Rising inflation is causing global turmoil, dampening investor confidence, and increasing market volatility. With inflation spiking to 9.1% in the UK for May, the highest rate for 40 years, the FTSE 100 is down over 4% year-to-date. In the US, the S&P 500 has taken a massive 20% hit. With rising rates seeing the value of stagnant cash depreciating, I’m on the lookout for high-yield income stocks to help me hedge inflation. Here’s two I’d buy today.
My first pick would be Rio Tinto (LSE: RIO). It is the second-largest metals and mining company in the world, specialising in base metals. Year-to-date, the stock is up nearly 2%.
Rio Tinto currently offers a meaty dividend yield of 11.5%, beating the UK inflation rate and protecting against the potential for my stagnant cash to erode. What I also like about the stock is its low valuation. With a current price-to-earnings ratio (P/E) of just 4.7, this looks cheap. Comparing it to competitor Glencore, which has a current P/E of 15, highlights further the value Rio Tinto provides.
The stock may also provide a stable investment at this moment in time, as inflation tends to see commodity producers benefit. The conflict between Russia and Ukraine has also seen the supply of steel become scarcer all over Europe. This could benefit Rio Tinto as it mines iron ore, a key component of steel. Shorter supplies may see prices driven up, in turn boosting Rio Tinto’s revenues.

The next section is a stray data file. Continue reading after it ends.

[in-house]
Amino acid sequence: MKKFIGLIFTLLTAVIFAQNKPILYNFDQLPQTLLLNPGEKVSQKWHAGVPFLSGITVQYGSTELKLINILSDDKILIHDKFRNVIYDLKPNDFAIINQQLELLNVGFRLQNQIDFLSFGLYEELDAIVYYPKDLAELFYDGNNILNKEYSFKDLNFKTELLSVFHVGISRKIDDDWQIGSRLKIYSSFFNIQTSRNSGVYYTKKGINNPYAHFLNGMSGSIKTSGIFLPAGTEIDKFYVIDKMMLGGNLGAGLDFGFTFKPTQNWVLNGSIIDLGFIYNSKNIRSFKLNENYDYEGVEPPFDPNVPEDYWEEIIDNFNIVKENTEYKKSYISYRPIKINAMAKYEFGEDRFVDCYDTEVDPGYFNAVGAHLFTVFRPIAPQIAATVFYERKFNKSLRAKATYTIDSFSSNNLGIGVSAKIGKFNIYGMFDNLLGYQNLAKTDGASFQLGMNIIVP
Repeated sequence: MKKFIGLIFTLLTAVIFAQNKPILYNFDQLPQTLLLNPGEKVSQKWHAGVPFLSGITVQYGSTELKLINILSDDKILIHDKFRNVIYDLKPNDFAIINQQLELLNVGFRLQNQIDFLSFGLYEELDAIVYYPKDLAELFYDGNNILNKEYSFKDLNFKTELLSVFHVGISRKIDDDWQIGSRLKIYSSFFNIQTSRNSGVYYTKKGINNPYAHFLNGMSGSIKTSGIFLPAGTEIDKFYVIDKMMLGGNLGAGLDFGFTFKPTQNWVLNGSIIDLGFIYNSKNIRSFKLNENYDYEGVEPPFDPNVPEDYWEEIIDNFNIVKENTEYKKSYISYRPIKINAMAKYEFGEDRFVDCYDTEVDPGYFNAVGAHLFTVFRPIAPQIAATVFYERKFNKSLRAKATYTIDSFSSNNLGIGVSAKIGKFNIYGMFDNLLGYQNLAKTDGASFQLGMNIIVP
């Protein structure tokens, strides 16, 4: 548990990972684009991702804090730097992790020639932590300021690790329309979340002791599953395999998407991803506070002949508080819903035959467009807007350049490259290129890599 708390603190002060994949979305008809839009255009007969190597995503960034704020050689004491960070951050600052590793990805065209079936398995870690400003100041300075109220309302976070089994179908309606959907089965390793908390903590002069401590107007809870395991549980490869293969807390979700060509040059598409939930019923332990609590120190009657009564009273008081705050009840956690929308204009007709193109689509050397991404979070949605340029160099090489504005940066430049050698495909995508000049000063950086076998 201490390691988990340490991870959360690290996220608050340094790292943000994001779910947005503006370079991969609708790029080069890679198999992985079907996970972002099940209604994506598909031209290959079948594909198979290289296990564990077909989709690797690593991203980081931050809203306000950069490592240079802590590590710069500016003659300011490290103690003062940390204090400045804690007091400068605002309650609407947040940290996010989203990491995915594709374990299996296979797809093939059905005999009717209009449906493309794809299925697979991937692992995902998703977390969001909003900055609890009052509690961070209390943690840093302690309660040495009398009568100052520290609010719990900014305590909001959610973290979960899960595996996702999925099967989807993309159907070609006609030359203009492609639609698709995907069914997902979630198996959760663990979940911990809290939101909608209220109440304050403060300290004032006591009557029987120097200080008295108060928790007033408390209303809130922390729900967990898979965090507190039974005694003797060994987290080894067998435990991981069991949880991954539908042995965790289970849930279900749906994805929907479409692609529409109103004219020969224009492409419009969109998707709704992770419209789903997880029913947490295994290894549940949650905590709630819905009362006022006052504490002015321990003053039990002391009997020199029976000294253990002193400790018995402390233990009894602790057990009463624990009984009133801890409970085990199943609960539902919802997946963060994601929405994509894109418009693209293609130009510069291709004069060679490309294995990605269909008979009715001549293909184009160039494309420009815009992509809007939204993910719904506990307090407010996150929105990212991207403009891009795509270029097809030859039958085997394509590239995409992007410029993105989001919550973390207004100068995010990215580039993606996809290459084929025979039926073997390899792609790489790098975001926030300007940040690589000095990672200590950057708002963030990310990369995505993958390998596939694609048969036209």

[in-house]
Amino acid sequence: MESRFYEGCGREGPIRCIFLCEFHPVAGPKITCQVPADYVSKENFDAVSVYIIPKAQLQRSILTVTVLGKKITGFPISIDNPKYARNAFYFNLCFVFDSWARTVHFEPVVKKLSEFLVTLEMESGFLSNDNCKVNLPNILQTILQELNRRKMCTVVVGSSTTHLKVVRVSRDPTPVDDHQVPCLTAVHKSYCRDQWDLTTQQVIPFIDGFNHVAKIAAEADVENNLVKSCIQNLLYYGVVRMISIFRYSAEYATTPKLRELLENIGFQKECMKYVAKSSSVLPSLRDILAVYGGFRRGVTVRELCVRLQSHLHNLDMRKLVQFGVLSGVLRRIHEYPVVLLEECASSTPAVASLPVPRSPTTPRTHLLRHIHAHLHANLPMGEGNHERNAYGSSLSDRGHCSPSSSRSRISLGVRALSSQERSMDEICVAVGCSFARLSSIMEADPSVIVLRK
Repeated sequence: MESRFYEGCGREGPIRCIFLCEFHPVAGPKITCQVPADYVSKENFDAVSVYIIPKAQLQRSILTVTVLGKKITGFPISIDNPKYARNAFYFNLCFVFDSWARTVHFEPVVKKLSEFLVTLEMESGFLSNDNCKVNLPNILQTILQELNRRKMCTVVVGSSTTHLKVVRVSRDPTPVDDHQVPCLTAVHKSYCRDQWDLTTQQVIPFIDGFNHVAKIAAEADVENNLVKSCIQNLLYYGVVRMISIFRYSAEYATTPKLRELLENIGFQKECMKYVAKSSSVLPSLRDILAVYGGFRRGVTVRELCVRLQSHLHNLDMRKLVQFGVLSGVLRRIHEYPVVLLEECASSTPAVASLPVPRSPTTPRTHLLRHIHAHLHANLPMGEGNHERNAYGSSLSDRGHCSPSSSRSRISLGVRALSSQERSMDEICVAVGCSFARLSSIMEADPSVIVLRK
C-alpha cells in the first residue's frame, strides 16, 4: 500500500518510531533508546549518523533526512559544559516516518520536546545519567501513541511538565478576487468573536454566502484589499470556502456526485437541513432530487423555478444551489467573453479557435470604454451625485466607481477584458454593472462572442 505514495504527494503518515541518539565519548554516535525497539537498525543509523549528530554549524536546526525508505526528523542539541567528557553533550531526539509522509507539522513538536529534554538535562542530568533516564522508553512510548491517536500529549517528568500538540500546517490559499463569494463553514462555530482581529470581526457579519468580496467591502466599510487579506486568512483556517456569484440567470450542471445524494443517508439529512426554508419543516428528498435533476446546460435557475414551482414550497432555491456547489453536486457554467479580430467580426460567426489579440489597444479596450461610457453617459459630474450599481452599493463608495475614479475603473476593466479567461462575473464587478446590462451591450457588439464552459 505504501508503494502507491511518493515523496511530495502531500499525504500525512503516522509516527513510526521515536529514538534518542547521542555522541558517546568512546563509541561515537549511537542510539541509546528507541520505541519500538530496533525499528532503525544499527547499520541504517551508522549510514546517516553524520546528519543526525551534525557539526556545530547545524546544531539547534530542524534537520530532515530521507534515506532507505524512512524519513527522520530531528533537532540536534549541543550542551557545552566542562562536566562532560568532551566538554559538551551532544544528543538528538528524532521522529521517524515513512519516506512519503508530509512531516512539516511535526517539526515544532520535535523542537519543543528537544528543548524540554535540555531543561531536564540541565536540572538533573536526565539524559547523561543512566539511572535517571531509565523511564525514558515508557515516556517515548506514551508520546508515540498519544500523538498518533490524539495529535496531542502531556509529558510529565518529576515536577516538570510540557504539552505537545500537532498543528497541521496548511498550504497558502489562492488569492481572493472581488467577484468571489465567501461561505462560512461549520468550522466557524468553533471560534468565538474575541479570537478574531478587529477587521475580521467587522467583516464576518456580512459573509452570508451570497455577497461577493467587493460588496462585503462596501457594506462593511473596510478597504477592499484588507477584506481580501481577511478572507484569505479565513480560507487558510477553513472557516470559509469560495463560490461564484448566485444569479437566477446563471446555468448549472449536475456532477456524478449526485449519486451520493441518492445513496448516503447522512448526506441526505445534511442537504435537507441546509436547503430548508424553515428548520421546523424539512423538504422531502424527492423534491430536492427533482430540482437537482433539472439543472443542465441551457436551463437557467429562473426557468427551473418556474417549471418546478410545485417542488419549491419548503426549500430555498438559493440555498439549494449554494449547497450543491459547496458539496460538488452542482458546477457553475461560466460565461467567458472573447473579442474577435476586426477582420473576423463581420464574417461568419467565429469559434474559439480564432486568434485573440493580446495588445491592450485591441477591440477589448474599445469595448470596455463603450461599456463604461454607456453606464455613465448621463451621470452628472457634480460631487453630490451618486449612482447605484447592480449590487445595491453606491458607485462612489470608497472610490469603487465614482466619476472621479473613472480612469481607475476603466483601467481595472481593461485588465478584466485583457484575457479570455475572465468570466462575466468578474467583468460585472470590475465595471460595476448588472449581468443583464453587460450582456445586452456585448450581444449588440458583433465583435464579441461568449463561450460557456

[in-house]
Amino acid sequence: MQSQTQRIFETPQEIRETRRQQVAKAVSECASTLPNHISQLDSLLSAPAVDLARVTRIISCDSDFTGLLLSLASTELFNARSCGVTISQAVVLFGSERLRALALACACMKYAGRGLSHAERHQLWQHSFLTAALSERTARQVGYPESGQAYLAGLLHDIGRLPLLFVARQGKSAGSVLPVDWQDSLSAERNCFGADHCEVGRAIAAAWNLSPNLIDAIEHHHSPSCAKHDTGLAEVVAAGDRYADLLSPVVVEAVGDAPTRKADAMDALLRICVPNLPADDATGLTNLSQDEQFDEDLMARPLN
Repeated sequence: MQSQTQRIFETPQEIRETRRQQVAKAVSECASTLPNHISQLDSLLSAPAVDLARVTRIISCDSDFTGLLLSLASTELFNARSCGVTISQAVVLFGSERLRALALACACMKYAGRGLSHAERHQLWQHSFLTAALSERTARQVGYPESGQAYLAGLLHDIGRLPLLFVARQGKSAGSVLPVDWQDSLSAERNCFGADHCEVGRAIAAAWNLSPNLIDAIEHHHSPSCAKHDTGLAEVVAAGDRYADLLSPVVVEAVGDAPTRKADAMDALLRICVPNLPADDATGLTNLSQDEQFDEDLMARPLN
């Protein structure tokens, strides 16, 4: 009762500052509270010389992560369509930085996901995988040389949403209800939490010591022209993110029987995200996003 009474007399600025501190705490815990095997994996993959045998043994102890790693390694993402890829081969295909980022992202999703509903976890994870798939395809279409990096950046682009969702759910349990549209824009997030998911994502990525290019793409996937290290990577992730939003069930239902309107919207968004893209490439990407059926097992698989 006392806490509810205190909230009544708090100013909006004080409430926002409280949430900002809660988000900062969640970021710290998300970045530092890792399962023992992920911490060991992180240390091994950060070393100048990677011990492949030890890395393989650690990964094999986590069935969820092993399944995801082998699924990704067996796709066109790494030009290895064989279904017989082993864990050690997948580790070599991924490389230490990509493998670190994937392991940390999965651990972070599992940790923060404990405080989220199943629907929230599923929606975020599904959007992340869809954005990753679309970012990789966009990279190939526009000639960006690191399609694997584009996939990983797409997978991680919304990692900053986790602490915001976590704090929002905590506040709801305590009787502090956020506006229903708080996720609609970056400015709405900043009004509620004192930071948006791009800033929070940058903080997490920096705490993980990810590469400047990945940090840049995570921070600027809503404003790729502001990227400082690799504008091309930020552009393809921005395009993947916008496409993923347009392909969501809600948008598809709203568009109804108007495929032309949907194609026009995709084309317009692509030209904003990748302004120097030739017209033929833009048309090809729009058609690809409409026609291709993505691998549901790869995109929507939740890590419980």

However, the business faces threats from within China through ongoing lockdown measures. As these continue, demand from the world’s largest steel producer may decline. That said, this is a short-term concern, and in the long run I think Rio Tinto is a solid buy.
Legal & General
My second pick is Legal & General (LSE: LGEN). The business is a financial and insurance services provider, with a focus on the UK market. 2022 has seen the stock fall by 21%.
With a current dividend yield of 7.4%, this is slightly below the UK inflation rate. However, the business has plans to increase its annual dividends in the years ahead. While dividend payments are not guaranteed of course, buying at the current price could allow me to see greater yields than the current 7.4% in future times.
I also like Legal & General due to its solid foundations. It’s an iconic brand with a solid reputation. And this provides a good platform for future growth. In 2021 the firm posted profits after tax of just over £2bn, up 28% from the year prior. With a market capitalisation of just below £15bn, this also means the company trades on a low P/E ratio of 7.3. Furthermore, its basic earnings per share last year were 34.2p, easily covering the current dividend rate of 18.5p per share.
However, there are risks. The threat of recession may deter customers from regular investments. And in prior financial crises, the business has reduced dividends. However, from a long-term perspective, I’d happily add Legal & General to my portfolio today.